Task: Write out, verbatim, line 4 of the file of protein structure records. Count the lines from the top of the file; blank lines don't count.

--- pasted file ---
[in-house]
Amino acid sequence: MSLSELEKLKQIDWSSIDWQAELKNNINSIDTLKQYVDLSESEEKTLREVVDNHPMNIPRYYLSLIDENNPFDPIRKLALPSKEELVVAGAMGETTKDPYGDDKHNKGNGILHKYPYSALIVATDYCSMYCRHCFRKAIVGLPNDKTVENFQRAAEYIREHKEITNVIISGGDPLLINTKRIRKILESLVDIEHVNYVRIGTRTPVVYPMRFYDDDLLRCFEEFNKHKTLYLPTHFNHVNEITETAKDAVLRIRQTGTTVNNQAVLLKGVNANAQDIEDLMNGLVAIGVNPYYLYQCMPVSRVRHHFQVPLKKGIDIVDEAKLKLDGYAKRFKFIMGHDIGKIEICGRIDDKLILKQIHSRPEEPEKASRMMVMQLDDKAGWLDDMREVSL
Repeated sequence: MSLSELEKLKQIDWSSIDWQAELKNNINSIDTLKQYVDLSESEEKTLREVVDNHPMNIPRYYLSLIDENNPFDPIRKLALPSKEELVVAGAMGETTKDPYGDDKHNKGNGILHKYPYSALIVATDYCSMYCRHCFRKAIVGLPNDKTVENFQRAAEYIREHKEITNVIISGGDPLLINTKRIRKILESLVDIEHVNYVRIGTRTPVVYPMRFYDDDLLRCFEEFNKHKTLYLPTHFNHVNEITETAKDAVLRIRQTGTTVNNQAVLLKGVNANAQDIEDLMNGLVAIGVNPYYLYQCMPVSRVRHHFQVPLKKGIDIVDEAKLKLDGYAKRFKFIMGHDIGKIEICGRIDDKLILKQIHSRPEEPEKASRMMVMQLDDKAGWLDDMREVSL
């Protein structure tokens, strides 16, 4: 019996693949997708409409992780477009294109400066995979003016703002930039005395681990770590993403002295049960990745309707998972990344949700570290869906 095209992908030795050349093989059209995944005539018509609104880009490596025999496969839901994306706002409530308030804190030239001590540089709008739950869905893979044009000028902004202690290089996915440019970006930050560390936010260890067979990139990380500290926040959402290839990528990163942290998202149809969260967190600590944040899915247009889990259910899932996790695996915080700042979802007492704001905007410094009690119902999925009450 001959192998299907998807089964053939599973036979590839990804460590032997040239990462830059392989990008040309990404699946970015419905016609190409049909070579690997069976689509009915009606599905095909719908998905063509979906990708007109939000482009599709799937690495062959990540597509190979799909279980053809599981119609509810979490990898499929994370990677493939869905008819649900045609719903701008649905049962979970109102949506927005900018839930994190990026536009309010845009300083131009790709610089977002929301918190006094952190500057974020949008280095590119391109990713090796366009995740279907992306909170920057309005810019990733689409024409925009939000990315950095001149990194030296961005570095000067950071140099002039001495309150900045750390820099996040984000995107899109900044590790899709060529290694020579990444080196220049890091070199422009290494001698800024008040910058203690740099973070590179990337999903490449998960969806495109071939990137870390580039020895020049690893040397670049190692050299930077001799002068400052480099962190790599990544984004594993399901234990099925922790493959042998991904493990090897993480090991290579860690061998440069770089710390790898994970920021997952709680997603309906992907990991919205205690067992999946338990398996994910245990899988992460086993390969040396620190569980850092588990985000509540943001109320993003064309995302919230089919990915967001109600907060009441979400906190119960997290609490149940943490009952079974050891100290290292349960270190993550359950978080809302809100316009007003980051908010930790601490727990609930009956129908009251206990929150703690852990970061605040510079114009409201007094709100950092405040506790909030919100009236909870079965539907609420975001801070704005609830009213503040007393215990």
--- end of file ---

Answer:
């Protein structure tokens, strides 16, 4: 019996693949997708409409992780477009294109400066995979003016703002930039005395681990770590993403002295049960990745309707998972990344949700570290869906 095209992908030795050349093989059209995944005539018509609104880009490596025999496969839901994306706002409530308030804190030239001590540089709008739950869905893979044009000028902004202690290089996915440019970006930050560390936010260890067979990139990380500290926040959402290839990528990163942290998202149809969260967190600590944040899915247009889990259910899932996790695996915080700042979802007492704001905007410094009690119902999925009450 001959192998299907998807089964053939599973036979590839990804460590032997040239990462830059392989990008040309990404699946970015419905016609190409049909070579690997069976689509009915009606599905095909719908998905063509979906990708007109939000482009599709799937690495062959990540597509190979799909279980053809599981119609509810979490990898499929994370990677493939869905008819649900045609719903701008649905049962979970109102949506927005900018839930994190990026536009309010845009300083131009790709610089977002929301918190006094952190500057974020949008280095590119391109990713090796366009995740279907992306909170920057309005810019990733689409024409925009939000990315950095001149990194030296961005570095000067950071140099002039001495309150900045750390820099996040984000995107899109900044590790899709060529290694020579990444080196220049890091070199422009290494001698800024008040910058203690740099973070590179990337999903490449998960969806495109071939990137870390580039020895020049690893040397670049190692050299930077001799002068400052480099962190790599990544984004594993399901234990099925922790493959042998991904493990090897993480090991290579860690061998440069770089710390790898994970920021997952709680997603309906992907990991919205205690067992999946338990398996994910245990899988992460086993390969040396620190569980850092588990985000509540943001109320993003064309995302919230089919990915967001109600907060009441979400906190119960997290609490149940943490009952079974050891100290290292349960270190993550359950978080809302809100316009007003980051908010930790601490727990609930009956129908009251206990929150703690852990970061605040510079114009409201007094709100950092405040506790909030919100009236909870079965539907609420975001801070704005609830009213503040007393215990």